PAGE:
Today, there are a wide variety of eggplants and growing this vegetable is particularly simple. As such, it can be planted in the ground or in a container on a terrace or balcony. The key to success is simple: just follow the advice relating to the cultivation of this vegetable. Concerning the culinary side, eggplant can be eaten with other vegetables such as courgette, tomato, pickle, peppers, cucumbers and others, but it is less rich in vitamins.

Discovered in Asia, the eggplant is a vegetable that can be used in different dishes. Its particular flavour is enjoyed by many people, which is why it is incorporated in a number of diets.

Overview of the eggplant

There are several species including the F1 bambino eggplant used for stews, the early F1 bambino, of which the shape resembles that of an egg and the 10-inch (25 cm) long baluroi F1 hybrid. This last variety has a deep purple-black colour and may reach 12 inches (30cm) in length. To grow properly, the eggplant needs to be exposed to the sun, just as it should be planted on fertile and well-drained soil.

Standard procedure for growing eggplant

Experts recommend burying two or three seeds in a container at a depth of 3/4 of an inch (2cm). Repeat this operation for all of the containers. As a result, one of these seeds will be able germinate. To maximize chances of success, the earth contained in the pot needs to be rich. Sowing must be conducted between early March and late April, when there is enough sun. The eggplant has a tropical origin, so it grows well in sunny areas. Once the shoots emerge, keep the strongest of the seedlings, which you will permanently plant in a tray or in-ground in a vegetable garden.

Between sowing and transplanting on land, you must let about 3 weeks go by. After this lapse of time, the young shoots are 5 to 6 inches (12 to 15 cm) high, and usually have 3 to 5 leaves. Be especially careful to transplant the seedlings in a sunny location, that is also sheltered from the wind, and on land previously prepared for cultivation. Make rows spaced 20 inches (50 cm) apart from each other and, in each row, plants also need 20-inch (50 cm) gaps between them. Furthermore, know that the eggplant is a plant that needs a lot of water, which is why it must be watered regularly to grow well, even if it already benefits from a substantial amount of rainfall. The eggplant seedling also needs to be fed potash-based liquid fertilizer.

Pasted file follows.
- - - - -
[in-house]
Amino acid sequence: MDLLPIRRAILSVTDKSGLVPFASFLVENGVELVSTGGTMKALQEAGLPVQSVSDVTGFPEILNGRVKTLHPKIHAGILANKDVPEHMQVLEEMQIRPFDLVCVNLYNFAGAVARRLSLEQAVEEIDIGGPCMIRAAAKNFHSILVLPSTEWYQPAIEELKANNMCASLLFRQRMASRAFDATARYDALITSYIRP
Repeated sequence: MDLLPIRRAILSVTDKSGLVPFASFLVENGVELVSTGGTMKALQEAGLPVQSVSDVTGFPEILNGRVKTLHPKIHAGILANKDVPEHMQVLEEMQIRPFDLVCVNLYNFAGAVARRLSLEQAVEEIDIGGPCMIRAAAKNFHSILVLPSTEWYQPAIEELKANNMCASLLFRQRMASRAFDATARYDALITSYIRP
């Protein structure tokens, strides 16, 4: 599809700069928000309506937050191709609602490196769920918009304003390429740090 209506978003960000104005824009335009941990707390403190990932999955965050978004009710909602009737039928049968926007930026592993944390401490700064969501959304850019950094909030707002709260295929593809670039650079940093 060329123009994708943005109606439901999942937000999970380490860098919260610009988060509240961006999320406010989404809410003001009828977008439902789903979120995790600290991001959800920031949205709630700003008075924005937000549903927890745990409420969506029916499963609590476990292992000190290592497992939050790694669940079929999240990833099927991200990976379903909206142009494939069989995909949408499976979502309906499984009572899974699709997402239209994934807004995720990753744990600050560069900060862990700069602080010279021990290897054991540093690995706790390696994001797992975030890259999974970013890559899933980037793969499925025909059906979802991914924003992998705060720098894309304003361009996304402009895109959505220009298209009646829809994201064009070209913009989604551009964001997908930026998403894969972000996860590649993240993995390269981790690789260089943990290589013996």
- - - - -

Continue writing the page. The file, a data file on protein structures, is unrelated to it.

From pruning to harvest

Around June, cut off the tip of the stem, above the second flower from the base. Do this to eliminate lateral offshoots, which will thus limit the fruits of the harvest. You must also plan for a framework that will be used to stake each of the young seedlings in order to prevent them from lying on the ground.

To give the plants more chance for plants to grow, a phytosanitary treatment is required, even under the best atmospheric conditions. Its purpose is to protect the eggplants against diseases and parasites that can harm their health. This is the case, for example, of powdery mildew, a disease caused by fungi of the Ascomycota phylum, and characterized by the appearance of grey dust on the eggplant’s surface. Downy mildew is also a disease caused by fungi and results in the appearance of downy spots on the underside of the eggplant’s leaves. To prevent these diseases and many others, dampen the plants with pyrethrum-based insecticide.

Harvest, meanwhile, begins at the end of July and extends until frost, at which time the temperature drops below 32  degrees (0°C). The harvest usually takes place 5 months after planting, and it is possible to pick up to 8 eggplants per seedling. Do not take too much time to pick them, otherwise they will have a bitter taste.

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Published in Summer vegetables by Alexander on 07 Sep 2011